12 SHRUTI: Approach and Design Idea: use extraction from formalized development (Coq) –formalize theory and algorithm (LCF style) –prove correctness properties –extract code ⇒ checker is never run inside prover Shallow embedding, but close to actual data structures –clauses are integer lists (sorted by abs. value), not booleans –simplifies integration: not much to do on parsing –simplifies optimization of extracted code Not dogmatic about correct-by-construction –not verifying everything (e.g. I/O) but focus on crucial core

13 SHRUTI: Formalization in Coq Definition c1 ⋈ c2 = union c1 c2 nil Definition union (c1 c2 : list Z) (acc : list Z) = match c1, c2 with | nil, c2 ⇒ app (rev acc) c2 | c1, nil ⇒ app (rev acc) c1 | x::xs, y::ys ⇒ if (x+y = 0) then auxunion xs ys acc else if (abs x < abs y) then union xs (y::ys) (x::acc) else if (abs y < abs x) then union (x::xs) ys (y::acc) else union xs ys (x::acc) end Definition auxunion (c1 c2 : list Z) (acc : list Z) = match c1, c2 with … | x::xs, y::ys ⇒ if (abs x < abs y) then auxunion xs (y::ys) (x::acc) else if (abs y < abs x ) then auxunion (x::xs) ys (y::acc) else if x=y then auxunion xs ys (x::acc) else auxunion xs ys (x::y::acc) end first pair of complementary literals remove both copy rest keep lists sorted factoring keep lists sorted factoring another pair of complementary literals... keep both

14 SHRUTI: Logical characterization “Soundness theorem”: ∀ c c c · {c, c } ⊢ c ⇒ {c, c } ⊧ c ≡ {definition ⊢, deduction theorem} ∀ c c c · c ⋈ c = c ⇒ ( c ∧ c ⇒ c ) ≡ {substitution, contrapositive} ∀ c c · ¬ ( c ⋈ c ) ⇒ ¬ ( c ∧ c ) ⇒ need to lift to integer-representation and explicit interpretations Theorem: ∀ c c · ∀ I · Logical I ⊃ ¬( EvalClause (c ⋈ c ) I ) ⊃ ¬( EvalCNF [c, c ] I ) ⋈ ⋈ Logical I ≡ ∀ x : Z · I(-x) = ¬I(x) EvalClause nil I ≡ false EvalClause (x::xs) I ≡ (I x) ∨ EvalClause xs I EvalCNF nil I ≡ true EvalCNF (x::xs) I ≡ EvalClause x I ∧ Eval CNF xs I

15 SHRUTI: Operational characterization Resolution can also be characterized operationally [Robinson65]: 1.A pair of complementary literals is deleted in the resolvent obtained from resolving a given pair of clauses. 2.All unequal literals that are not part of a complementary pair are retained in the resolvent. 3.If there are no duplicate literals within each clause, then for a literal that exists in both the clauses, only one copy of the literal is retained in the resolvent (factoring). +legality check, clause table lookup,... ⇒ can all be formalized and proven This is the technical core of the work but tedious... Only holds if there’s only one complementary pair!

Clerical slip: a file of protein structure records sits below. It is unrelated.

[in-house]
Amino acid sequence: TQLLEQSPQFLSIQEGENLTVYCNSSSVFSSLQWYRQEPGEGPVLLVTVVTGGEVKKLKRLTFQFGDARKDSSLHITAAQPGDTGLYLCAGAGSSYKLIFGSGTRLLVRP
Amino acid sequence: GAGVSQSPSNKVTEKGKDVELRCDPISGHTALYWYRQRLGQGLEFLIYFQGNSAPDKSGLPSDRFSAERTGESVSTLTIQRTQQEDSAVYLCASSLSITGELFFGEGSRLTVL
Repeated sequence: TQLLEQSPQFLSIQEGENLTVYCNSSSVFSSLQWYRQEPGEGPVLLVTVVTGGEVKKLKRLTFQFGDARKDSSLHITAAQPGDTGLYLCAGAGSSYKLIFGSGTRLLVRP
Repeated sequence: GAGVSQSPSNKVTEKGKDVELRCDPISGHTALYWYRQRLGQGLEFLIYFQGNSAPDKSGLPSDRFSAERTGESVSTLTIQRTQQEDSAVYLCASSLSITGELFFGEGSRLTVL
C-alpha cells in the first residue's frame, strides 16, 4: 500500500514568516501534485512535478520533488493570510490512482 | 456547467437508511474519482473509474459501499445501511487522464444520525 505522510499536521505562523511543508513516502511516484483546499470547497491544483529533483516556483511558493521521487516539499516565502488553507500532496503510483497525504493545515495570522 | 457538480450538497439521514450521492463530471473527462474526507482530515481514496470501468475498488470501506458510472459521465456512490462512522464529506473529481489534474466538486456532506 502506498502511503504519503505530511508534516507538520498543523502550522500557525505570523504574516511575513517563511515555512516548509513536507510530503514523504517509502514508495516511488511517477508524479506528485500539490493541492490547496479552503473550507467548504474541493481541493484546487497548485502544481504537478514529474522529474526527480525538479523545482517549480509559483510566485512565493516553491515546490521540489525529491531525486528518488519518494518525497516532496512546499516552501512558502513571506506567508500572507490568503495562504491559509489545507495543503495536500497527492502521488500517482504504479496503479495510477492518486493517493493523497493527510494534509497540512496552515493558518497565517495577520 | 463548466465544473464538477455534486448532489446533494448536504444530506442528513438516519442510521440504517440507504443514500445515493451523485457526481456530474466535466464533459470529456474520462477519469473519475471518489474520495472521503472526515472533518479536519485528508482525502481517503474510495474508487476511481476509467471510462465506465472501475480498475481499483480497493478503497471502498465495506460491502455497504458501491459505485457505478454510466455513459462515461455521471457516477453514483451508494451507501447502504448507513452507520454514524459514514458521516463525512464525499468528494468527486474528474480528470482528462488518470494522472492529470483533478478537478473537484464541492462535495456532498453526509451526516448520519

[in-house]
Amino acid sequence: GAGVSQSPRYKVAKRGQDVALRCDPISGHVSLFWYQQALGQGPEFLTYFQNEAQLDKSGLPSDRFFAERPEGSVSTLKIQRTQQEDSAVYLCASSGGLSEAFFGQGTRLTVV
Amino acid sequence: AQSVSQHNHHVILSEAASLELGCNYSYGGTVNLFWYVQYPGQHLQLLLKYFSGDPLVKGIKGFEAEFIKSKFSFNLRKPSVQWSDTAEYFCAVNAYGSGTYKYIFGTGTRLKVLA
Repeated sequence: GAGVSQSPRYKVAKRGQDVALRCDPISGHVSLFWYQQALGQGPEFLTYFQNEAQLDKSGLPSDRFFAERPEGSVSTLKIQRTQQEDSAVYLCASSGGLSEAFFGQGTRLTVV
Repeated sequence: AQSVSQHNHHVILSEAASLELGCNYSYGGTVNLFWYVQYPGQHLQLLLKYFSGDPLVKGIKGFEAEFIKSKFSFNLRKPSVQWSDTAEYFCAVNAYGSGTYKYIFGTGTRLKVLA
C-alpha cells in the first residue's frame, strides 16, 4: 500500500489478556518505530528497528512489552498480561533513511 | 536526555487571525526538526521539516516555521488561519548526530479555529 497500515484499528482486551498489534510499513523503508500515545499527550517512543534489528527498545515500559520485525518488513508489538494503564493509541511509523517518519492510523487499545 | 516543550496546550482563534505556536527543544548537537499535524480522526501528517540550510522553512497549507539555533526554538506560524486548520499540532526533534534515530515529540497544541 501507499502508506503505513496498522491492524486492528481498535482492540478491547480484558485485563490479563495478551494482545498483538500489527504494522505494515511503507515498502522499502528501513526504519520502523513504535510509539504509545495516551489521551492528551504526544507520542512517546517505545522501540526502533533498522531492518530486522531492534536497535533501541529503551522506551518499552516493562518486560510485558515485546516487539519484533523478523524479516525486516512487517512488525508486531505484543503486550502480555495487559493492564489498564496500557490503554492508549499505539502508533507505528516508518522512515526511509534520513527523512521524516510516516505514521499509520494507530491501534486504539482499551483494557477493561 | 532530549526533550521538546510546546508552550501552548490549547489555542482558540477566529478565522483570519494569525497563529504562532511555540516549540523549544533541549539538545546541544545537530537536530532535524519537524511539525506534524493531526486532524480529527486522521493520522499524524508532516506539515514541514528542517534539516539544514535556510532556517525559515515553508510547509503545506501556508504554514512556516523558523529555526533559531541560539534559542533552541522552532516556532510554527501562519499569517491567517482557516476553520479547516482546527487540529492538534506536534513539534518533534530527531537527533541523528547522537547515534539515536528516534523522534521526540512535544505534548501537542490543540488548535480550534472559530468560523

16 Program Extraction Can use program extraction to convert formal development into executable OCaml code ⇒... but hopelessly inefficient Need to map algebraic data types to built-ins: –Z ↦ int, Boolean ↦ bool –Coq products / lists / maps ↦ OCaml records / lists / maps 7x – 10x speed-up

17 Program Extraction and Optimization Can use program extraction to convert formal development into executable OCaml code ⇒... but hopelessly inefficient Need to map algebraic data types to built-ins: –Z ↦ int, Boolean ↦ bool –Coq products / lists / maps ↦ OCaml records / lists / maps Things that should have been done by the compiler: –inlining / let-restructuring –replace app (rev x) y by tail recursive app_rev Tweaking the garbage collector 7x – 10x speed-up 10x speed-up on large problems 20% speed-up

18 Experimental Results industrial benchmarks checks zChaff proofs similar approach but runs inside HOL4 prover check PicoSAT proofs uncertified C++ proof checker

19 Experimental Results - Summary Proof checking can be fast but impacts proof times noticeably –tracecheck adds ≈10- 20% to PicoSAT Running checker inside a prover is prohibitively slow Extraction from formal development hits sweet spot: –1.5x to 32x faster than HOL4 –2.5x slower than tracecheck

20 Conclusions and Future Work Formal verification of an efficient proof checker is feasible –... but development effort remains high –... despite focus on critical core –trusted component base: Coq core, Coq extractor, mappings, I/O, glue code, compiler, operating system Combination of unverified solver and verified checker is an appealing approach Formal development available at Future work: More optimizations Translators for / adaption to other proof formats SMT proofs

21 SHRUTI: Operational characterization Resolution can also be characterized operationally [Robinson65]: 1.A pair of complementary literals is deleted in the resolvent obtained from resolving a given pair of clauses. 2.All unequal literals that are not part of a complementary pair are retained in the resolvent. 3.If there are no duplicate literals within each clause, then for a literal that exists in both the clauses, only one copy of the literal is retained in the resolvent (factoring). +legality check, clause table lookup,... ⇒ can all be formalized and proven, read the paper This is the technical core of the work but tedious...

22 Experimental Results industrial benchmarks checks zChaff proofs similar approach but runs inside HOL4 prover check PicoSAT proofs uncertified C++ proof checker